That is starting to change. The prestigious Commission on Growth and Development (chaired by Stanford’s Michael Spence and including such luminaries as Governor Zhou Xiaochuan of the People’s Bank of China, Singapore’s Senior Minister Goh Chok Tong, former Mexican president Ernesto Zedillo, Citigroup chairman and former U.S. SecTreas Robert Rubin, and Nobel economics laureate Robert Solow,) last month released a report titled Strategies for Sustained Growth and Inclusive Development.

It’s fairly readable as these things go, but it points out very early on that there are no pat answers – only some lessons learned and a framework for asking the right questions. It is nice to see such a report deviate from the kind of preachy prescriptions we tend to hear from the IMF, World Bank, and other big international non-governmental organizations (BINGOs).

Download the PDF here.

China’s War for the Soul of Online Corporate Communications

In the Hutong
It’s a wet wet wet wet wet wet world

1913 hrs.

Last week BusinessWeek ran an article on the way some companies and their agencies try to deal with bloggers and BBS posters in China, a piece that was unfortunately titled “Inside the War Against China’s Blogs.”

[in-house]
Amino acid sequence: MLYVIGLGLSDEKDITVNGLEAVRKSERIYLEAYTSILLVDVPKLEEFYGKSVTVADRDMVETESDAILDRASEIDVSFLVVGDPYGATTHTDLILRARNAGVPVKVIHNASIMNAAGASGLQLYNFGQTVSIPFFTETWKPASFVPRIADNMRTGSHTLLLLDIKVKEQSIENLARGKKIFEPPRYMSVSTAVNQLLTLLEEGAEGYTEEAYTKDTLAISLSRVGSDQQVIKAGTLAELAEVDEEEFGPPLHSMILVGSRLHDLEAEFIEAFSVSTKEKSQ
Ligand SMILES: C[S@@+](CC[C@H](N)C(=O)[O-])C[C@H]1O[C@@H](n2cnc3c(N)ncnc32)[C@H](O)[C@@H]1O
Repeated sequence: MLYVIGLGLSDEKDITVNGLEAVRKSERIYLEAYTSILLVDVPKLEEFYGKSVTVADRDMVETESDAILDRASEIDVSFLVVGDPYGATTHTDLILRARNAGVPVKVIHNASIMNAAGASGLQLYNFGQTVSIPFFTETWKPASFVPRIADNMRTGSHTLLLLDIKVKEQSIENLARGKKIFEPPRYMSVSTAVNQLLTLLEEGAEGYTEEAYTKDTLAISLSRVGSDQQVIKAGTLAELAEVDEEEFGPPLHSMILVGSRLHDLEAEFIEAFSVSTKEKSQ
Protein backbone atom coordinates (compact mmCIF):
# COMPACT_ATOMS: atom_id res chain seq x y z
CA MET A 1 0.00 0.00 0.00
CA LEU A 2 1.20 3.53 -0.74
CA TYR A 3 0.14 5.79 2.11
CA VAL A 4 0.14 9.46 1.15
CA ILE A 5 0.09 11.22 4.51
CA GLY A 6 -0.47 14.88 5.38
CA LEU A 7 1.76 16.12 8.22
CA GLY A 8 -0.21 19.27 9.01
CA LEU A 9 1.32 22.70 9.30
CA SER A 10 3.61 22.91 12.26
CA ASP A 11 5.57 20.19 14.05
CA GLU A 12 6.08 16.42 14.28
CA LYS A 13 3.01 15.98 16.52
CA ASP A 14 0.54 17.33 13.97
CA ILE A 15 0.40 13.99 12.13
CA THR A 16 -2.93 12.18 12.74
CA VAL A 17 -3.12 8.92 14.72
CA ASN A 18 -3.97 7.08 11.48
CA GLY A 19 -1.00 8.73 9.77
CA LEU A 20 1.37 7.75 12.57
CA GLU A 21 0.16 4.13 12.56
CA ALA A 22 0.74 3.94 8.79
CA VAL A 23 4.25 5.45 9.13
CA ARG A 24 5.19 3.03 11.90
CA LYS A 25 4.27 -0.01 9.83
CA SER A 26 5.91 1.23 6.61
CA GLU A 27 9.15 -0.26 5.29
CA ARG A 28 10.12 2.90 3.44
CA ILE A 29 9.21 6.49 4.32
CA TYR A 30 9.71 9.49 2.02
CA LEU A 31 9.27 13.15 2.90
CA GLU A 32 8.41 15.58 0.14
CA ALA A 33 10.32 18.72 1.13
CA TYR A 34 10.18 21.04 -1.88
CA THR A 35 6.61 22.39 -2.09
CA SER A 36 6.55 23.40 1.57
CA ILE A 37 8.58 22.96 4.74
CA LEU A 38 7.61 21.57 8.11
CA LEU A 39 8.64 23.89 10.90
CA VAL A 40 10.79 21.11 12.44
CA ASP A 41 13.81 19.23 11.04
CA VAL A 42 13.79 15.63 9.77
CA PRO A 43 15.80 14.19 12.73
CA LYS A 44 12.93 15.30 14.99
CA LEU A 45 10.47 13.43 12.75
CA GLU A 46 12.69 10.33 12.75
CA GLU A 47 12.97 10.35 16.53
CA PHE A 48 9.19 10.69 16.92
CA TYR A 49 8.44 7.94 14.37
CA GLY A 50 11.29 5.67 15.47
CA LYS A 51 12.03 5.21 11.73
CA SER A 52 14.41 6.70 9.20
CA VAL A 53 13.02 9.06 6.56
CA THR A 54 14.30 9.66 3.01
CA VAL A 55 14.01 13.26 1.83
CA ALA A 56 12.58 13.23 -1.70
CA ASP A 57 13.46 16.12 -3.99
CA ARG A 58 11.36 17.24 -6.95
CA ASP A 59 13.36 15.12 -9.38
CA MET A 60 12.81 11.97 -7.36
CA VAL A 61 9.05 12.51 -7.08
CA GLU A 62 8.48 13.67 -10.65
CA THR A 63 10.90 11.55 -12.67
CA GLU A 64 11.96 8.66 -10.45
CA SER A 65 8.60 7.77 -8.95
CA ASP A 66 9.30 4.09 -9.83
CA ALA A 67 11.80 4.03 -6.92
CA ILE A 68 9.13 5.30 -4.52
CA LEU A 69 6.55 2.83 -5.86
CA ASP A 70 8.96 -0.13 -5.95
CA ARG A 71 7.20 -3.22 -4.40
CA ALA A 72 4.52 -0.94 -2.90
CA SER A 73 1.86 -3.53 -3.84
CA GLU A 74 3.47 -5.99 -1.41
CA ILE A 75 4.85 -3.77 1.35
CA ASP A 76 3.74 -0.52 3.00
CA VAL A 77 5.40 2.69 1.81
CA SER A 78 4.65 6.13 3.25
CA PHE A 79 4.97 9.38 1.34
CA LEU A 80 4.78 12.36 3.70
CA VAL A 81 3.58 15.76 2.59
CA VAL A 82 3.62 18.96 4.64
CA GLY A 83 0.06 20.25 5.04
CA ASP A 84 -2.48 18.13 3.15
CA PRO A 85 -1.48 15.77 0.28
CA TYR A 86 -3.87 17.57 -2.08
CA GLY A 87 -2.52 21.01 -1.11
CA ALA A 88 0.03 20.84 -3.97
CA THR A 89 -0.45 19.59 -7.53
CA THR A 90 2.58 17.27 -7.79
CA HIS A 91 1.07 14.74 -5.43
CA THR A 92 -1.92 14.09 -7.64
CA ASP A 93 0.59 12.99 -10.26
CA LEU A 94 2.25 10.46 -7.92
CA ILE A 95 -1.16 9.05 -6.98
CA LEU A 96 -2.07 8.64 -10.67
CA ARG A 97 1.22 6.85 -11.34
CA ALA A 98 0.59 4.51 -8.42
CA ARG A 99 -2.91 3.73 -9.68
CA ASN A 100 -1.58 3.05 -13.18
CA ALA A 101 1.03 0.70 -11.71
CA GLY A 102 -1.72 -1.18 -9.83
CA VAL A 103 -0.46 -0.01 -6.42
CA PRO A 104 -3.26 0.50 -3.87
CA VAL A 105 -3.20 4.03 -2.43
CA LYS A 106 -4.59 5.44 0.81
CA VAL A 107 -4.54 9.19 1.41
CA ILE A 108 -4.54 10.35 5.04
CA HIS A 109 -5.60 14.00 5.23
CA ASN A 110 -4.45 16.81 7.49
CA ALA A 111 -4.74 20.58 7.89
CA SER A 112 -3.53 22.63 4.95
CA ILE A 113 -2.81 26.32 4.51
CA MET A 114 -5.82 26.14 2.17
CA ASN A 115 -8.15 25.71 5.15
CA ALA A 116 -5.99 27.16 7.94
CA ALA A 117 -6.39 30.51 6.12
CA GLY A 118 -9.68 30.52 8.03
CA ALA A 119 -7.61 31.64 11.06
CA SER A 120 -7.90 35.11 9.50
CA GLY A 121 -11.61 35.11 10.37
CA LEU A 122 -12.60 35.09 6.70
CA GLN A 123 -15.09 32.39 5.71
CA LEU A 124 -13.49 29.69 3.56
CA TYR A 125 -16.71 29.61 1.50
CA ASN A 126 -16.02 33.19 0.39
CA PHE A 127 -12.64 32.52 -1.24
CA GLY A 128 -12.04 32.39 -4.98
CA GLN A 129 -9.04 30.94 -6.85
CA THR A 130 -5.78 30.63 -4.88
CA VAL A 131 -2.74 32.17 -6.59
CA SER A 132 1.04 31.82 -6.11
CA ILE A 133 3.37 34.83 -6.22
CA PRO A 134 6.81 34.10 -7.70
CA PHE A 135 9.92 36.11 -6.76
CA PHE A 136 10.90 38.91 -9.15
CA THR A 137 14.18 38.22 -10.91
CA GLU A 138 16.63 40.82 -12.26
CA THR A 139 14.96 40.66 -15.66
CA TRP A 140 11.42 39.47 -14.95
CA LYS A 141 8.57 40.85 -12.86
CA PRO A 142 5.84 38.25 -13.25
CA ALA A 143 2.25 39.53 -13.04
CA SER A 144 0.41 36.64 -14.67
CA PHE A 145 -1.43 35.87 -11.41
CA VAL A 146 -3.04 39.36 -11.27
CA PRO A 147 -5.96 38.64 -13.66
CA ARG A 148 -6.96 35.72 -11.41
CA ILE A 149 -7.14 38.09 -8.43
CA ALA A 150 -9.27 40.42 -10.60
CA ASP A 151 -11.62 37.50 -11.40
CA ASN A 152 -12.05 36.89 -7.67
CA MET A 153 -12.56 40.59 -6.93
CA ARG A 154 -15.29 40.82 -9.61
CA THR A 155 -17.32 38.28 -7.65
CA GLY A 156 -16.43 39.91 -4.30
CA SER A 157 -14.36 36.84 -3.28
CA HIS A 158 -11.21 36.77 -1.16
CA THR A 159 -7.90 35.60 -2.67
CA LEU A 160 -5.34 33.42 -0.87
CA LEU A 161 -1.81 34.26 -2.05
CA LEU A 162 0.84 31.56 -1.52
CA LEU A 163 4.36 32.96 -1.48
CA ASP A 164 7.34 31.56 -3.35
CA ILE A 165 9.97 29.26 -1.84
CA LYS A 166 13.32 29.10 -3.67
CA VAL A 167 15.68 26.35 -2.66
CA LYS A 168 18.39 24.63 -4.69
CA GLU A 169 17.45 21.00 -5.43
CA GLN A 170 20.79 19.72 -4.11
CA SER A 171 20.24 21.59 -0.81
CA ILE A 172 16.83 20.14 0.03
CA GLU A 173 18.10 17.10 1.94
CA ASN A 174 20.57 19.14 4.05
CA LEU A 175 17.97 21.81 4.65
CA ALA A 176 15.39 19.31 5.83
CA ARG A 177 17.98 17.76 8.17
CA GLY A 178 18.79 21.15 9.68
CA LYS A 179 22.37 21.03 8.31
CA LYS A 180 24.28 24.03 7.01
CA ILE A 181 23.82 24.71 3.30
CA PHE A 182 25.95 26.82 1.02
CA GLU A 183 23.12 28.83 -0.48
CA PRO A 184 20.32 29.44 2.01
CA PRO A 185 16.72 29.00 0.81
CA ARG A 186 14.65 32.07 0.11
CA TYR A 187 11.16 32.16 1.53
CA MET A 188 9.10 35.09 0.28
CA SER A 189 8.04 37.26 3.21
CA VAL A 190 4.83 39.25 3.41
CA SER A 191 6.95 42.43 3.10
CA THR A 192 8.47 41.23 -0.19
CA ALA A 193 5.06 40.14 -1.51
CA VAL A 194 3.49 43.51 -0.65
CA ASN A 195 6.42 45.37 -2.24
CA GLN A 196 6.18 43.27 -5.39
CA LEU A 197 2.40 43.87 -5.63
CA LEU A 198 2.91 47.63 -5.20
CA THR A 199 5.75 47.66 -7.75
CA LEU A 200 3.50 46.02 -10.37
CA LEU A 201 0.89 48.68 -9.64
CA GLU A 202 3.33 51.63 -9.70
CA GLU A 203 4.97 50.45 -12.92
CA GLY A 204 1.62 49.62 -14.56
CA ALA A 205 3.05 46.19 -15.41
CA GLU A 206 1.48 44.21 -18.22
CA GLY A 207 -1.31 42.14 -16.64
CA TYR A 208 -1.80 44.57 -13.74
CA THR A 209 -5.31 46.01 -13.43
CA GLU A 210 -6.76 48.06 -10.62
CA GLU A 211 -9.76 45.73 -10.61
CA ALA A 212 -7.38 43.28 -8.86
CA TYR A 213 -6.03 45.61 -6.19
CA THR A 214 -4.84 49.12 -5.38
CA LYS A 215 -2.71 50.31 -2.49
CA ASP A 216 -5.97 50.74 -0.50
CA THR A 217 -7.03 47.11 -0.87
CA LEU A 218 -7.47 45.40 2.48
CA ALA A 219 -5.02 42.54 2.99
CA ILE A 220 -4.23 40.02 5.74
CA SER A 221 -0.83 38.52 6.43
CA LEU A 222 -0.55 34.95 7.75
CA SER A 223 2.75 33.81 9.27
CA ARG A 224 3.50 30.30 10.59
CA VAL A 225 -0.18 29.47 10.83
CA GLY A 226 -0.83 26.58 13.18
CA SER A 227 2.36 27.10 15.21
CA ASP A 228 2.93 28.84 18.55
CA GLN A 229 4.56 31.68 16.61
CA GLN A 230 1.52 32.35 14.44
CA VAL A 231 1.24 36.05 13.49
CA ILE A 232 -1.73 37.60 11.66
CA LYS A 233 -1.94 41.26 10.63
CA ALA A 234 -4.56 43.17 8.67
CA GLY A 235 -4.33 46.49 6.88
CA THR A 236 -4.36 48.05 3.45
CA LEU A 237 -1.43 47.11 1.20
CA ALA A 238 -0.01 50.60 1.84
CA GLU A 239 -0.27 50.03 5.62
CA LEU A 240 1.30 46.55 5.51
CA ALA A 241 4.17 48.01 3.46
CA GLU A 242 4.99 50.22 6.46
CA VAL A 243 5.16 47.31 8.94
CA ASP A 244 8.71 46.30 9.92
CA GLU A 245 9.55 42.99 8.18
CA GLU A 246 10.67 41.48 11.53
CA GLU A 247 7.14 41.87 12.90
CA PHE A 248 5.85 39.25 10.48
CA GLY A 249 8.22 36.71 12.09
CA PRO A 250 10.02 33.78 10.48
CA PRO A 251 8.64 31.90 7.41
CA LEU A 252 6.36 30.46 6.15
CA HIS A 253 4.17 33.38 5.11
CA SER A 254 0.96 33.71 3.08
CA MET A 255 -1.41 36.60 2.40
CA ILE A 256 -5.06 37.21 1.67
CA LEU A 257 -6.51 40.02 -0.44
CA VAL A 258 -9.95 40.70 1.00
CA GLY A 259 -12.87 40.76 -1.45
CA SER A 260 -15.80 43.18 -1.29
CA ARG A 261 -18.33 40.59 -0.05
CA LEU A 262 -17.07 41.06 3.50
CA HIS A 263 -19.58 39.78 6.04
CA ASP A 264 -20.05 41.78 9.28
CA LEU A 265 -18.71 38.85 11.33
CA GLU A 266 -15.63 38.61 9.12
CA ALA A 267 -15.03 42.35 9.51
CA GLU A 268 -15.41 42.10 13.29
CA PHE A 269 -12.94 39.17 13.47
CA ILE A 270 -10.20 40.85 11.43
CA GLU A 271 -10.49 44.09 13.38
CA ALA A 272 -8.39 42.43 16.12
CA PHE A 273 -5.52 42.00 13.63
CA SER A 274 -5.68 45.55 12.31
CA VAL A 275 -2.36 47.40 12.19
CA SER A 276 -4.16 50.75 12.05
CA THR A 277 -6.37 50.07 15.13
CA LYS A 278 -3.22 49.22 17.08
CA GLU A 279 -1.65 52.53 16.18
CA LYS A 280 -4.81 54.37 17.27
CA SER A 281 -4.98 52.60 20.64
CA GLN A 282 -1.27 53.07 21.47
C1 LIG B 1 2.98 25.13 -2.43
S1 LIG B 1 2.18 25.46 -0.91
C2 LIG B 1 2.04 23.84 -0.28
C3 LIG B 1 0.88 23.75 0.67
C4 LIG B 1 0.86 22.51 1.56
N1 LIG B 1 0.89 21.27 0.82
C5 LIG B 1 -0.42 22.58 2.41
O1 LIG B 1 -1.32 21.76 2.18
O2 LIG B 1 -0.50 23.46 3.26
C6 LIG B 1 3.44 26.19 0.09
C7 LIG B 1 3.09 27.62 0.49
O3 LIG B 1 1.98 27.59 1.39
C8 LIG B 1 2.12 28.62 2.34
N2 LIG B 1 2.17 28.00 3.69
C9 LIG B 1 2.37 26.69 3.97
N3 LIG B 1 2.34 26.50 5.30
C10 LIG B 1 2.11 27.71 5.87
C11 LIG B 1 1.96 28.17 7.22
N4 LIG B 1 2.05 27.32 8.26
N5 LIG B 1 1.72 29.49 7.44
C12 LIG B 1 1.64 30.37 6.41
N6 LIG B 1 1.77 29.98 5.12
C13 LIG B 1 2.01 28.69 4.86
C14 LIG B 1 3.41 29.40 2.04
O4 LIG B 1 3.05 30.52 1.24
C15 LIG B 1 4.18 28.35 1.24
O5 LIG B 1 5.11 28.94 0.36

This is not a war

The article itself, and specifically the way it associates by proximity the thoughtful and highly ethical work of Sam Flemming‘s CIC with the rather seedier efforts at online manipulation practiced by some other agencies, underscores how complex the topic is. It can be quite difficult for even the most intelligent and dedicated business journalists to miss the critical nuances separating different tactics and techniques that are emerging to help companies conduct marketing and communications on the Wild, Wild Web, all the more so for company executives who spend far less time looking at the matter.

For his part, Sam has written an intelligent, measured clarification in his blog. In addition to a reasoned defense of the more wholesome parts of the online word-of-mouth business, he takes powerful exception to the use of the “war” metaphor in the title (likely the work of some hard-pressed editor.)